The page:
This winter, she took a small-business course and developed a more detailed business plan for her acreage. She wanted to improve her business skills.
“I wanted to think differently,” Staples said. “I had a loose budget before.”
With her new business skills, she learned how to price her products.
“I figured out how to calculate my cost for a bag of baby lettuce,” she said.
The class gave her the confidence to call up other businesses to make connections.
“I was shy,” she said, but added that the class helped her approach people. “Now I’m trying to make more reasons for people to come (on Saturdays).”
For instance, she recently called up and invited another farm, Ironstone Creamery and Farm in Pottstown, Pa., to offer a weekly meat CSA of its products — pork, chicken, eggs, and soon, lamb and beef — to her farmstand customers. There’s been enough of her customers signing up for the meats to make it a regular Saturday pickup location.
In addition, she’s called local chefs and is hoping to increase her restaurant sales this season.
Two years ago, she finished digging more planting beds. She built 10 or 12 raised beds on one area formerly not utilized.
In December, she made and sold nearly 150 holiday wreaths, custom decorating them with dried herbs, even garlic bulbs, that she had grown. Some were as large as 4 feet in diameter.
“I would come home after work (she had been working for a landscaping company for additional income), start a fire out back (for warmth and visibility), and make wreaths,” Staples said.
“I grew up making wreaths with my grandma,” she added.
Some wreaths she sold to her farmstand customers, others to a landscaping company for its clients.
Staples has made it a goal in her business plan to pay herself $20 an hour this year.
Her overhead is small, she said, including seeds, compost, water, etc. Her pickup truck is her workhorse, hauling what she needs.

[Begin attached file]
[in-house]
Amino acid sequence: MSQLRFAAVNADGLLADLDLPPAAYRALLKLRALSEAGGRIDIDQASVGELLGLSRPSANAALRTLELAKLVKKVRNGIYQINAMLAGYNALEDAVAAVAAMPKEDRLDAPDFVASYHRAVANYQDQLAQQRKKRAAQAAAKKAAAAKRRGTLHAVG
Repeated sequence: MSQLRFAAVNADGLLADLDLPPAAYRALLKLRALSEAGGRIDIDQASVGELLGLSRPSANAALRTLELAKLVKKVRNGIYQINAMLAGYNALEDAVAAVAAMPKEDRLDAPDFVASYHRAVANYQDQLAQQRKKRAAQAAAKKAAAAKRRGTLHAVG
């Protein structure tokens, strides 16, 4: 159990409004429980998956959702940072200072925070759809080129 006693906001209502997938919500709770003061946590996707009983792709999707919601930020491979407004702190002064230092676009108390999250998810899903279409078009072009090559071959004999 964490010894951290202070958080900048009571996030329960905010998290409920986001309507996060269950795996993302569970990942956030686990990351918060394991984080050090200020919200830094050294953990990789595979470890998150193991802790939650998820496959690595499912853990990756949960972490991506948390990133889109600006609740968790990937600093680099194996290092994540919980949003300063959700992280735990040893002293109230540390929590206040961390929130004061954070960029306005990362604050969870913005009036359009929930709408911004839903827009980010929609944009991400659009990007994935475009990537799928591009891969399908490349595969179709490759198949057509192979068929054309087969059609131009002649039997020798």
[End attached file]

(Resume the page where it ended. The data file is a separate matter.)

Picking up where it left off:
She’s learned some lessons over the past years. “I can’t grow squash. It takes up too much space and has bug problems. I’ll just buy that from another farm,” she said.
According to Staples, there are problems with crime in the neighborhood, but so far, the vandalism on the farm has mostly come from foxes. The foxes, which live in nearby woods, killed the small flock of chickens she kept.
“I would like to secure the space more,” she said.
Over the years, more of Staples’ friends have started living in or buying properties in the neighborhood, and many of them have become her farmstand customers. The place has become a community of sorts.
“Most people are word of mouth,” she said about her customers. She also runs a website, a Facebook page, an Instagram account and a weekly email blast. Customers sign up for the season on her website. Many of her customers are relatively young and want to talk about where their food comes from and how it is grown.
“I really like talking to my customers,” Staples said.
Besides her CSA customers, she has some Caribbean neighbors who buy all her hot peppers, then make hot sauce and share some with her. A few Muslim women in the area are seeking healthier food and come regularly to shop at her farmstand.
At her stand, Staples has a digital device set up to swipe credit cards or to accept SNAP, or Supplemental Nutrition Assistance Program, cards from customers. The payment tools — an iPhone, Bluetooth printer and credit card reader — were provided to her for free for two years through a USDA program.
“It’s been a great experience,” she said.
This is her third year using the device, so she will now pay for it herself, and must renew her license yearly for $100. The program is designed to help SNAP customers to be able to buy fresh farm produce, she said.
Even so, she said, “I didn’t get more than a few SNAP customers.”
“We don’t live in a ‘food desert’ here,” she said. “There are plenty of places for people to buy food (in the area).”
She continues to get new customers from farther away, and hopes to attract even more with plans for additional activities on Saturdays, such as gardening workshops and music.
She took two years of horticulture classes recently with the Barnes Foundation Horticulture Education Program in nearby Merion, Pa., which satisfied her desire to do some horticulture design as well. That gave her the idea to possibly start a plant nursery in containers on top of the concrete slabs.